Animal Services Boasts Best Live Release Numbers in the State For 3rd Quarter
FOR IMMEDIATE RELEASE
November 14, 2018
Cecil County Animal Services Director Abigail Bingham with Hope.
CHESAPEAKE CITY, MD. – Dedicated staff, selfless volunteers and fosters, loyal partnerships and many wonderful donations. Those are the things that Abigail Bingham, Director of Cecil County Animal Services (CCAS) credits with the two-year old shelter’s ongoing success.
CCAS recently released its third quarter numbers (July, August and September) boasting the highest live release numbers for any open admission facility in the State of Maryland. The euthanasia rate for dogs was 5% and for cats at 7%.
“Despite being in a critical position being short staffed and overwhelmed with animals that needed us, our staff truly accomplished what so many others would have deemed as impossible,” added Bingham. “Our recent quarterly report indicated we took in 195 dogs and 747 cats – that’s 19 more dogs and 239 more cats this quarter compared to numbers this time last year.”
Through the end of October 2018, the shelter had a total live intake number of 2,961, consisting of 2043 cats, 864 dogs and 54 exotics. In comparison, for calendar year 2017, the shelter reported 2,390 total live intakes. Animal control calls were at 1,058 (through October 2018) compared to 972 for the 2017 calendar year. If numbers remain consistent, the shelter could see a 272% increase in live intakes from FY15 to FY19.
“I couldn’t be more proud of our organization,” expressed Bingham. “This would not have been possible without the support of our volunteers, adopters, fosters, community, and rescue partners. Our team has worked tirelessly to ensure every animal that comes into our facility gets the lifesaving care it needs and has an opportunity for a happily ever after. This celebratory achievement not only highlights our accomplishments, but exhibits what comes to fruition when so many of us come together for the sake of the animals.”
CCAS serves as the County’s Animal Welfare and Enforcement Authority. The organization offers quality care to animals in the community through the management of an open-admission shelter. CCAS is committed to providing exceptional care and innovative services to the animals and people of Cecil County through the preservation and promotion of the human/animal bond and the protection of animals from abuse and neglect, while ensuring thoughtful consideration is given to the best interest of the community.
Due to an abundance of cats and kittens, CCAS is currently offering free cat adoptions, which includes age appropriate vaccinations, spay or neuter and microchipping.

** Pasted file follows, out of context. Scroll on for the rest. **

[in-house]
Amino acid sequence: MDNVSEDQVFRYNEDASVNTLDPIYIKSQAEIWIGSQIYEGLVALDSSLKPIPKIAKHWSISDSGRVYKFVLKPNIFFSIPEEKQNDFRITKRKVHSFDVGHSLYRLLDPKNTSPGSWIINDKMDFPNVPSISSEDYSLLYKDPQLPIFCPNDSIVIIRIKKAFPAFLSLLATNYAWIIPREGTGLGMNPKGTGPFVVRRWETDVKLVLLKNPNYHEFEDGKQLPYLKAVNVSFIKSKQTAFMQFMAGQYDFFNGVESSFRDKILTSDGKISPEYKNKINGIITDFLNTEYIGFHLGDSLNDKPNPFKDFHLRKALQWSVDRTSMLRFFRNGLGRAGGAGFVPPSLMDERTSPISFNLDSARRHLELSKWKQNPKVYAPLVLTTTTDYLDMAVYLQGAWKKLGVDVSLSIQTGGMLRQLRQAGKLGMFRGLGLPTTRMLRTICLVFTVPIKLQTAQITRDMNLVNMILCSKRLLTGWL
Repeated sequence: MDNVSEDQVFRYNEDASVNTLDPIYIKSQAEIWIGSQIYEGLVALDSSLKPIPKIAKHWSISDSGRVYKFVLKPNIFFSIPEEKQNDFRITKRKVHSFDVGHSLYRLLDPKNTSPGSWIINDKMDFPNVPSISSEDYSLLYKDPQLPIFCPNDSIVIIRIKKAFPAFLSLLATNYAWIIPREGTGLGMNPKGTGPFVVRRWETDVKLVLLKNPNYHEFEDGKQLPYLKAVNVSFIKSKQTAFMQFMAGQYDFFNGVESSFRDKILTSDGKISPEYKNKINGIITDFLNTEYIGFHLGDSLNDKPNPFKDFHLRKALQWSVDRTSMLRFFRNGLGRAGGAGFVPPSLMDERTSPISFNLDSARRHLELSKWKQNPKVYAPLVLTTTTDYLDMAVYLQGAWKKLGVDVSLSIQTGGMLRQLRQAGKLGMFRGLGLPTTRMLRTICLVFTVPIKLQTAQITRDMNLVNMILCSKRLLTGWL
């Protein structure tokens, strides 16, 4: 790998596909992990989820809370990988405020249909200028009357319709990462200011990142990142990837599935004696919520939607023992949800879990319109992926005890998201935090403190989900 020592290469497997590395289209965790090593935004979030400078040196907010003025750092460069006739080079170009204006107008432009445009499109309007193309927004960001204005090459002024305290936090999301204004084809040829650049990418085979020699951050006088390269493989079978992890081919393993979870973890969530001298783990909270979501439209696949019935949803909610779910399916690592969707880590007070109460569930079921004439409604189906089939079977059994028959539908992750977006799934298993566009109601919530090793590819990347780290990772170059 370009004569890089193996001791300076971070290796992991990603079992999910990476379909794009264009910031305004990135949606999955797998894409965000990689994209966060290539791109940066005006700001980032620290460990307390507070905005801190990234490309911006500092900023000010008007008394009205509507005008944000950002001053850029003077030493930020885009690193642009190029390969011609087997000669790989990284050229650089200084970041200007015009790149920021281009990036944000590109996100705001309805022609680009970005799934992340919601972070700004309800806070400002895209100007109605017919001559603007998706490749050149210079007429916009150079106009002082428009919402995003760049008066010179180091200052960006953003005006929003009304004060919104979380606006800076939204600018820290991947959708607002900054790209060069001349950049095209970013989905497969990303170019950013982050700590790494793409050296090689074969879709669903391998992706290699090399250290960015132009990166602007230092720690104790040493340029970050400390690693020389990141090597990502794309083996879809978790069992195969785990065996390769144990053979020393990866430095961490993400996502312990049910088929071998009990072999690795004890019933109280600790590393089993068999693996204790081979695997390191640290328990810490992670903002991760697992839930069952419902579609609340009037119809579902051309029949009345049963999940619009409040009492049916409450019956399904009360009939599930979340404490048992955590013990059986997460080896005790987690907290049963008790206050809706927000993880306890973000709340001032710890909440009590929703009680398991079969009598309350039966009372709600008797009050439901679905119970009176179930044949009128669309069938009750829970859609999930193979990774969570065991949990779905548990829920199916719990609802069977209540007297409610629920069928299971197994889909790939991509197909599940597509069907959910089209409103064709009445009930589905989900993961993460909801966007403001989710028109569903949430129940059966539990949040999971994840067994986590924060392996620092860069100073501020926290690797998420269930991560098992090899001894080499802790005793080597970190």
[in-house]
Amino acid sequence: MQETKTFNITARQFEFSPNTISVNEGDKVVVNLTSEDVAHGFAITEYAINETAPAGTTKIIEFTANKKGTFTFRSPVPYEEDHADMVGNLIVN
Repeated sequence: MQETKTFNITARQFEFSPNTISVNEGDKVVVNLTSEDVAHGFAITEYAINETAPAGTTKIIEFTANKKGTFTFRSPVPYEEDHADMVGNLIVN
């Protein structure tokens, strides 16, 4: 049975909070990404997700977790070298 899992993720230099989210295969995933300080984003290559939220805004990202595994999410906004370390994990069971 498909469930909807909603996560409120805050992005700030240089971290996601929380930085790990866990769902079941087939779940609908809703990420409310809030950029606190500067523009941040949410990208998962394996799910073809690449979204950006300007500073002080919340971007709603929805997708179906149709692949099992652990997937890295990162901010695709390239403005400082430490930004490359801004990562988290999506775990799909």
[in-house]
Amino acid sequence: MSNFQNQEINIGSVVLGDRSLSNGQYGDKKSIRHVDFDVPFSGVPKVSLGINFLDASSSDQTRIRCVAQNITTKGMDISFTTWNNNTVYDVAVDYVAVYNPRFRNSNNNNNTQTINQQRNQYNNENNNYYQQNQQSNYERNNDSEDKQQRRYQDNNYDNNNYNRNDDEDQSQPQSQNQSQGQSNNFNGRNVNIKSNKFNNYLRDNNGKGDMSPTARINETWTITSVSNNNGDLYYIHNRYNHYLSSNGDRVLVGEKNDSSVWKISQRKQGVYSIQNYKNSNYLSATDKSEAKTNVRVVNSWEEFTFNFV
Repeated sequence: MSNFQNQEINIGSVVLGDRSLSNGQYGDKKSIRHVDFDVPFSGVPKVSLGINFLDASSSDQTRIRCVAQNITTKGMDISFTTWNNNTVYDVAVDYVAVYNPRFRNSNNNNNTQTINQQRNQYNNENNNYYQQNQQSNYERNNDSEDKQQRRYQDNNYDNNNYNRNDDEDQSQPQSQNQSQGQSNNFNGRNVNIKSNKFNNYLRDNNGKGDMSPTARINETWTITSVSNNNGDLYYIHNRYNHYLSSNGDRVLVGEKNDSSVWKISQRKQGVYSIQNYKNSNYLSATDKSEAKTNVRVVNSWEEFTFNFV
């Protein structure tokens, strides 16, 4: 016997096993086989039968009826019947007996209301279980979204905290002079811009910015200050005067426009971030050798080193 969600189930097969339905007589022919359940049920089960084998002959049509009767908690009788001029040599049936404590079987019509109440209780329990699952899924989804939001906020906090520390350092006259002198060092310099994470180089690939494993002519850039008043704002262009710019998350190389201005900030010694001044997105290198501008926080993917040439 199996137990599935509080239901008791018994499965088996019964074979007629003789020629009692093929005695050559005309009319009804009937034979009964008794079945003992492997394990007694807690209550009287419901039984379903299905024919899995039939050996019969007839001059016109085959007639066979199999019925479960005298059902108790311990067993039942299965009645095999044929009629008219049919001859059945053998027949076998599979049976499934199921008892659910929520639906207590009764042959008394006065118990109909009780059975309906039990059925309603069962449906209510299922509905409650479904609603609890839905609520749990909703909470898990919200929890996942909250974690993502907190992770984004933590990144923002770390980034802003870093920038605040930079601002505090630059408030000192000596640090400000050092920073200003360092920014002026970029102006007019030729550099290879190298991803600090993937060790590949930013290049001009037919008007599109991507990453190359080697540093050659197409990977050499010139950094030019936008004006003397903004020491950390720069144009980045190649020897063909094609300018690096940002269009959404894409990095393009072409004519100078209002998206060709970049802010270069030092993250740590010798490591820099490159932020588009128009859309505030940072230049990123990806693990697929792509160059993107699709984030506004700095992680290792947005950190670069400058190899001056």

Learn more about adopting, fostering, volunteering or donating by visiting the shelter at 3280 Augustine Herman Highway in Chesapeake City, MD. Shelter hours are: Tuesday, Thursday and Friday, 12-5:30 PM; Wednesday, 2-7PM; Saturday, 11AM-4PM, Sunday, 12-4PM and closed on Mondays.
Potential adopters are also welcome to visit http://www.ccgov.org/government/animal-services to view some of the animals currently seeking their forever homes. Bingham also recommends that the community follow their Facebook page at https://www.facebook.com/cecilcoanimalservices/ for information on animals who have misplaced their families, shelter events and other adoption specials throughout the year.
Photo caption: “Hope was my beloved, twenty year old, FIV positive, office kitty. She gracefully crossed over the Rainbow Bridge on Tuesday, November 13th -- just days after this photo was taken. Hope, as she so lovingly was called, truly was the embodiment of her name. At 18 years old, she was found in an ice storm and came to our facility in a plastic tote. She was losing her toe nails and half her ear fell off during her first week with us. She was thin, sickly, but tougher than tough. She won my heart and my staff’s hearts and ruled over my office for two years. Hope wasn’t just special to me but an incredible reminder of the work we do at our shelter every day. We give ‘hope’ to those who feel lost. We give ‘hope’ to those who are in a dark place. And, we give ‘hope’ to those who feel hopeless. Please open your hearts to the hopeless, the lost, and those in the darkness. They are the ones that need us the most in rescue. Myself and my team are better people because of this incredible cat’s story of survival and the love we were able to give her these last two years after humans failed her.” ~ For the animals, Abigail Bingham.
Public Information Officer
Cecil County Government